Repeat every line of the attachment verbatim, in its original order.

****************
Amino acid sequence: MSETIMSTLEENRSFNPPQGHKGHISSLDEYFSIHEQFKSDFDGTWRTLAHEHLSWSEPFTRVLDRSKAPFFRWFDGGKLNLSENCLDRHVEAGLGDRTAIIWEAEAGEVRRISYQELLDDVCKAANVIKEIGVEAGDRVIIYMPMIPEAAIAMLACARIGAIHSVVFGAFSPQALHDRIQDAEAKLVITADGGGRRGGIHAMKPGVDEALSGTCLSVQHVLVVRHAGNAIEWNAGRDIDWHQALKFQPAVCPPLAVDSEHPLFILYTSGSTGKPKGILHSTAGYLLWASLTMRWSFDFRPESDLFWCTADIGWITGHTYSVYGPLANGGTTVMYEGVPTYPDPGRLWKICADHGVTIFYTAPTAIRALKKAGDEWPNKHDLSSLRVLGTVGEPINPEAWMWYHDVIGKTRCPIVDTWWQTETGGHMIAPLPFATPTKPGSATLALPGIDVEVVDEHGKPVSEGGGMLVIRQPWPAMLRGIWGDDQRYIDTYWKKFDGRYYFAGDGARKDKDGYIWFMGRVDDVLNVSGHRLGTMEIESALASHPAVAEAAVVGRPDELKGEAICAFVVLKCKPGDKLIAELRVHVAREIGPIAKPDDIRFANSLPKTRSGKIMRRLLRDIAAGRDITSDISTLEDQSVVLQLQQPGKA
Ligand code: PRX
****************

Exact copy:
Amino acid sequence: MSETIMSTLEENRSFNPPQGHKGHISSLDEYFSIHEQFKSDFDGTWRTLAHEHLSWSEPFTRVLDRSKAPFFRWFDGGKLNLSENCLDRHVEAGLGDRTAIIWEAEAGEVRRISYQELLDDVCKAANVIKEIGVEAGDRVIIYMPMIPEAAIAMLACARIGAIHSVVFGAFSPQALHDRIQDAEAKLVITADGGGRRGGIHAMKPGVDEALSGTCLSVQHVLVVRHAGNAIEWNAGRDIDWHQALKFQPAVCPPLAVDSEHPLFILYTSGSTGKPKGILHSTAGYLLWASLTMRWSFDFRPESDLFWCTADIGWITGHTYSVYGPLANGGTTVMYEGVPTYPDPGRLWKICADHGVTIFYTAPTAIRALKKAGDEWPNKHDLSSLRVLGTVGEPINPEAWMWYHDVIGKTRCPIVDTWWQTETGGHMIAPLPFATPTKPGSATLALPGIDVEVVDEHGKPVSEGGGMLVIRQPWPAMLRGIWGDDQRYIDTYWKKFDGRYYFAGDGARKDKDGYIWFMGRVDDVLNVSGHRLGTMEIESALASHPAVAEAAVVGRPDELKGEAICAFVVLKCKPGDKLIAELRVHVAREIGPIAKPDDIRFANSLPKTRSGKIMRRLLRDIAAGRDITSDISTLEDQSVVLQLQQPGKA
Ligand code: PRX